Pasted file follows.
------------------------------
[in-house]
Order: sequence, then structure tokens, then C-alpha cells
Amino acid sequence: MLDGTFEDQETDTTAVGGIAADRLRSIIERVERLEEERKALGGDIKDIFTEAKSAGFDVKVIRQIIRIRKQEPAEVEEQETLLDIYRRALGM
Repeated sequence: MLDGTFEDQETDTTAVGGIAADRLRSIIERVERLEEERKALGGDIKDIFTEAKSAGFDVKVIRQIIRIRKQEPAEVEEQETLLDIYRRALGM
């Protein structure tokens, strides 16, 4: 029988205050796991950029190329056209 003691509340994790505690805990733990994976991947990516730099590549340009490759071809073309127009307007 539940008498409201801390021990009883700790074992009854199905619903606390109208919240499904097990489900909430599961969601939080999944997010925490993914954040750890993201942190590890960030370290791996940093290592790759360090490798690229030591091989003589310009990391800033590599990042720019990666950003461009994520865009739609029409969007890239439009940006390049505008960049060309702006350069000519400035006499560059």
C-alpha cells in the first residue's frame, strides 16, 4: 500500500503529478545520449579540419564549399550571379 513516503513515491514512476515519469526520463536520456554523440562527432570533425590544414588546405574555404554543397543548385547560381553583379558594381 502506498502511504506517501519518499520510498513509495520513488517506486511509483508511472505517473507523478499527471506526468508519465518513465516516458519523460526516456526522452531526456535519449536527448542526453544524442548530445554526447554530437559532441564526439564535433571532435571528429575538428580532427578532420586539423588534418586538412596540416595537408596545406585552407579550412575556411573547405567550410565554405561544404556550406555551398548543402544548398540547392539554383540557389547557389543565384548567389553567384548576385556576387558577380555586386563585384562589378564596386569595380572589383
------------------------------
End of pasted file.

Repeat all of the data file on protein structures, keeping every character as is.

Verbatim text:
[in-house]
Order: sequence, then structure tokens, then C-alpha cells
Amino acid sequence: MLDGTFEDQETDTTAVGGIAADRLRSIIERVERLEEERKALGGDIKDIFTEAKSAGFDVKVIRQIIRIRKQEPAEVEEQETLLDIYRRALGM
Repeated sequence: MLDGTFEDQETDTTAVGGIAADRLRSIIERVERLEEERKALGGDIKDIFTEAKSAGFDVKVIRQIIRIRKQEPAEVEEQETLLDIYRRALGM
């Protein structure tokens, strides 16, 4: 029988205050796991950029190329056209 003691509340994790505690805990733990994976991947990516730099590549340009490759071809073309127009307007 539940008498409201801390021990009883700790074992009854199905619903606390109208919240499904097990489900909430599961969601939080999944997010925490993914954040750890993201942190590890960030370290791996940093290592790759360090490798690229030591091989003589310009990391800033590599990042720019990666950003461009994520865009739609029409969007890239439009940006390049505008960049060309702006350069000519400035006499560059």
C-alpha cells in the first residue's frame, strides 16, 4: 500500500503529478545520449579540419564549399550571379 513516503513515491514512476515519469526520463536520456554523440562527432570533425590544414588546405574555404554543397543548385547560381553583379558594381 502506498502511504506517501519518499520510498513509495520513488517506486511509483508511472505517473507523478499527471506526468508519465518513465516516458519523460526516456526522452531526456535519449536527448542526453544524442548530445554526447554530437559532441564526439564535433571532435571528429575538428580532427578532420586539423588534418586538412596540416595537408596545406585552407579550412575556411573547405567550410565554405561544404556550406555551398548543402544548398540547392539554383540557389547557389543565384548567389553567384548576385556576387558577380555586386563585384562589378564596386569595380572589383